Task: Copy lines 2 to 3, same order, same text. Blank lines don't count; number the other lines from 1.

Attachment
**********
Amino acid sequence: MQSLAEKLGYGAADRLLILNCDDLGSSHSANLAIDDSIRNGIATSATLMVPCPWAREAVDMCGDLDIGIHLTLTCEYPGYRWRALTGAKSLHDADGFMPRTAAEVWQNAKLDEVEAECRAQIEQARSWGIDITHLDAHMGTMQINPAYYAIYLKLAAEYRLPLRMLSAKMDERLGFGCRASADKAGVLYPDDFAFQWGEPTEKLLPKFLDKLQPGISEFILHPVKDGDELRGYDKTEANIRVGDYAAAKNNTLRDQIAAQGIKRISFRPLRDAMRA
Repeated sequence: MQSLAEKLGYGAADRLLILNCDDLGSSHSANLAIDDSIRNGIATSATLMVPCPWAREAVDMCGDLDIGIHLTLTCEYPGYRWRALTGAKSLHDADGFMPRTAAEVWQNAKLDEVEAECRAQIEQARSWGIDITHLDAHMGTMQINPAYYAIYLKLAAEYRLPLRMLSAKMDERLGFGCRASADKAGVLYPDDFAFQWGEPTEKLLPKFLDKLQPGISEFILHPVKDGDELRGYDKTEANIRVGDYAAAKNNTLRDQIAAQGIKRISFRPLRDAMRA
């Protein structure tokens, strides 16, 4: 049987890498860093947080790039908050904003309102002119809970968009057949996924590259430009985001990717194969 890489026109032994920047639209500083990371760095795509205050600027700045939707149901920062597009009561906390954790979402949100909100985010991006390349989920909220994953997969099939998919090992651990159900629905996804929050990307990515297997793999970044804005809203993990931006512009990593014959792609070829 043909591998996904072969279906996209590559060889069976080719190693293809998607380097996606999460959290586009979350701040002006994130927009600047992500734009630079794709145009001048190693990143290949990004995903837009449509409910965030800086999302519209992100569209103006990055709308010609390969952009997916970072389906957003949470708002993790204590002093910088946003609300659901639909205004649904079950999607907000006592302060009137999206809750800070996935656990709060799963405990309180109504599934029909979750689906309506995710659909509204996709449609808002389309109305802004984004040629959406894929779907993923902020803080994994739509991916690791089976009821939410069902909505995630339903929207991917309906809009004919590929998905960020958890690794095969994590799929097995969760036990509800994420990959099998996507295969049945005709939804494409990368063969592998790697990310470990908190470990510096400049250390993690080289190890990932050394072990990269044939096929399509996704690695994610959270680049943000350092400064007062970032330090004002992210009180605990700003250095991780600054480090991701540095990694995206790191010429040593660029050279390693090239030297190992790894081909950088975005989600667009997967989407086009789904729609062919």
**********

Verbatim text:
Repeated sequence: MQSLAEKLGYGAADRLLILNCDDLGSSHSANLAIDDSIRNGIATSATLMVPCPWAREAVDMCGDLDIGIHLTLTCEYPGYRWRALTGAKSLHDADGFMPRTAAEVWQNAKLDEVEAECRAQIEQARSWGIDITHLDAHMGTMQINPAYYAIYLKLAAEYRLPLRMLSAKMDERLGFGCRASADKAGVLYPDDFAFQWGEPTEKLLPKFLDKLQPGISEFILHPVKDGDELRGYDKTEANIRVGDYAAAKNNTLRDQIAAQGIKRISFRPLRDAMRA
């Protein structure tokens, strides 16, 4: 049987890498860093947080790039908050904003309102002119809970968009057949996924590259430009985001990717194969 890489026109032994920047639209500083990371760095795509205050600027700045939707149901920062597009009561906390954790979402949100909100985010991006390349989920909220994953997969099939998919090992651990159900629905996804929050990307990515297997793999970044804005809203993990931006512009990593014959792609070829 043909591998996904072969279906996209590559060889069976080719190693293809998607380097996606999460959290586009979350701040002006994130927009600047992500734009630079794709145009001048190693990143290949990004995903837009449509409910965030800086999302519209992100569209103006990055709308010609390969952009997916970072389906957003949470708002993790204590002093910088946003609300659901639909205004649904079950999607907000006592302060009137999206809750800070996935656990709060799963405990309180109504599934029909979750689906309506995710659909509204996709449609808002389309109305802004984004040629959406894929779907993923902020803080994994739509991916690791089976009821939410069902909505995630339903929207991917309906809009004919590929998905960020958890690794095969994590799929097995969760036990509800994420990959099998996507295969049945005709939804494409990368063969592998790697990310470990908190470990510096400049250390993690080289190890990932050394072990990269044939096929399509996704690695994610959270680049943000350092400064007062970032330090004002992210009180605990700003250095991780600054480090991701540095990694995206790191010429040593660029050279390693090239030297190992790894081909950088975005989600667009997967989407086009789904729609062919």